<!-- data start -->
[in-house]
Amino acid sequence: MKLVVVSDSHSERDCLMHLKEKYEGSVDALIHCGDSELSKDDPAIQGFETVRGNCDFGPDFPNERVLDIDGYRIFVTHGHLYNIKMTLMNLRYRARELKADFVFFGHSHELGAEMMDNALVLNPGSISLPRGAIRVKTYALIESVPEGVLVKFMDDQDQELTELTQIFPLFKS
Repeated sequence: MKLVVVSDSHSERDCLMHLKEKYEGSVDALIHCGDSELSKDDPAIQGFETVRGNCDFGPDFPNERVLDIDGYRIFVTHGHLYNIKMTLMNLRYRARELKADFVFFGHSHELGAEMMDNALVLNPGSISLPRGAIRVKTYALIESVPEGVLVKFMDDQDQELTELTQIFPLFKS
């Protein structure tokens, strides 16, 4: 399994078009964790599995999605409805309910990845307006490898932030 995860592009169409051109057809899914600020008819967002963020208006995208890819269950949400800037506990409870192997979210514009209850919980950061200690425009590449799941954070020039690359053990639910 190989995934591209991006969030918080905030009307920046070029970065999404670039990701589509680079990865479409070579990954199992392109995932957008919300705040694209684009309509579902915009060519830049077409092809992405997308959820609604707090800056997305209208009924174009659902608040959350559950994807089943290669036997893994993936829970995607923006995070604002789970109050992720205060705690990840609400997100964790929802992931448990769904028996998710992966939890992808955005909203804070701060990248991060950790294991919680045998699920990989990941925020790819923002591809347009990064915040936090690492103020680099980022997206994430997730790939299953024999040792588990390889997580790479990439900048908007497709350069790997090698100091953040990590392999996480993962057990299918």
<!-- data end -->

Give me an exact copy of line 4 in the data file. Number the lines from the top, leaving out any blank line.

């Protein structure tokens, strides 16, 4: 399994078009964790599995999605409805309910990845307006490898932030 995860592009169409051109057809899914600020008819967002963020208006995208890819269950949400800037506990409870192997979210514009209850919980950061200690425009590449799941954070020039690359053990639910 190989995934591209991006969030918080905030009307920046070029970065999404670039990701589509680079990865479409070579990954199992392109995932957008919300705040694209684009309509579902915009060519830049077409092809992405997308959820609604707090800056997305209208009924174009659902608040959350559950994807089943290669036997893994993936829970995607923006995070604002789970109050992720205060705690990840609400997100964790929802992931448990769904028996998710992966939890992808955005909203804070701060990248991060950790294991919680045998699920990989990941925020790819923002591809347009990064915040936090690492103020680099980022997206994430997730790939299953024999040792588990390889997580790479990439900048908007497709350069790997090698100091953040990590392999996480993962057990299918």